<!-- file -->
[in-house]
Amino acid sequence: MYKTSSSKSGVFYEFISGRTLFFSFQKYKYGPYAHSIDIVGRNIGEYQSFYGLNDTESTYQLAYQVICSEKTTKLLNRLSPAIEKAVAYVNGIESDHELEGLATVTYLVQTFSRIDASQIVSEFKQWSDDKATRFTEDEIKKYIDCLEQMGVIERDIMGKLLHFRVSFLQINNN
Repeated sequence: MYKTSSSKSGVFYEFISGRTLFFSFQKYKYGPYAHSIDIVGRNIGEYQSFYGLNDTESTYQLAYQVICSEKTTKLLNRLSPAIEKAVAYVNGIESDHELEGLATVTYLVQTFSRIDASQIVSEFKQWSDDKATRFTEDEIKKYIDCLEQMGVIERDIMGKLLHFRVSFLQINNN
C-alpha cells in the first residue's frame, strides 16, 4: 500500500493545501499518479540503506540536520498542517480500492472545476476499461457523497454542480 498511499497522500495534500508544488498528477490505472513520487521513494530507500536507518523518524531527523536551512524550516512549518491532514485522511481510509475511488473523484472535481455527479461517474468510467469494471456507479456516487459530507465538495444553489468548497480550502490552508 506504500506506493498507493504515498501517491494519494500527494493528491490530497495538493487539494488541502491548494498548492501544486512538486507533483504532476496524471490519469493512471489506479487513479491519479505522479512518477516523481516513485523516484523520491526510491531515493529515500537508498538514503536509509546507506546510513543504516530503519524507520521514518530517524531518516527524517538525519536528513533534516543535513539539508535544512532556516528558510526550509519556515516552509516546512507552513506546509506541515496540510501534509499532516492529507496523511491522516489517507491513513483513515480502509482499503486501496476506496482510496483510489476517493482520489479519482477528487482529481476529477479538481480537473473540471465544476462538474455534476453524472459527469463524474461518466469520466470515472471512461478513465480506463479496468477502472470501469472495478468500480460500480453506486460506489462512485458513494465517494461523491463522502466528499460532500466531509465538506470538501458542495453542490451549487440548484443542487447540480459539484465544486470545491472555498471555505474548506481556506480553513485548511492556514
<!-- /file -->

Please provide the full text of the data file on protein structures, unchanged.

[in-house]
Amino acid sequence: MYKTSSSKSGVFYEFISGRTLFFSFQKYKYGPYAHSIDIVGRNIGEYQSFYGLNDTESTYQLAYQVICSEKTTKLLNRLSPAIEKAVAYVNGIESDHELEGLATVTYLVQTFSRIDASQIVSEFKQWSDDKATRFTEDEIKKYIDCLEQMGVIERDIMGKLLHFRVSFLQINNN
Repeated sequence: MYKTSSSKSGVFYEFISGRTLFFSFQKYKYGPYAHSIDIVGRNIGEYQSFYGLNDTESTYQLAYQVICSEKTTKLLNRLSPAIEKAVAYVNGIESDHELEGLATVTYLVQTFSRIDASQIVSEFKQWSDDKATRFTEDEIKKYIDCLEQMGVIERDIMGKLLHFRVSFLQINNN
C-alpha cells in the first residue's frame, strides 16, 4: 500500500493545501499518479540503506540536520498542517480500492472545476476499461457523497454542480 498511499497522500495534500508544488498528477490505472513520487521513494530507500536507518523518524531527523536551512524550516512549518491532514485522511481510509475511488473523484472535481455527479461517474468510467469494471456507479456516487459530507465538495444553489468548497480550502490552508 506504500506506493498507493504515498501517491494519494500527494493528491490530497495538493487539494488541502491548494498548492501544486512538486507533483504532476496524471490519469493512471489506479487513479491519479505522479512518477516523481516513485523516484523520491526510491531515493529515500537508498538514503536509509546507506546510513543504516530503519524507520521514518530517524531518516527524517538525519536528513533534516543535513539539508535544512532556516528558510526550509519556515516552509516546512507552513506546509506541515496540510501534509499532516492529507496523511491522516489517507491513513483513515480502509482499503486501496476506496482510496483510489476517493482520489479519482477528487482529481476529477479538481480537473473540471465544476462538474455534476453524472459527469463524474461518466469520466470515472471512461478513465480506463479496468477502472470501469472495478468500480460500480453506486460506489462512485458513494465517494461523491463522502466528499460532500466531509465538506470538501458542495453542490451549487440548484443542487447540480459539484465544486470545491472555498471555505474548506481556506480553513485548511492556514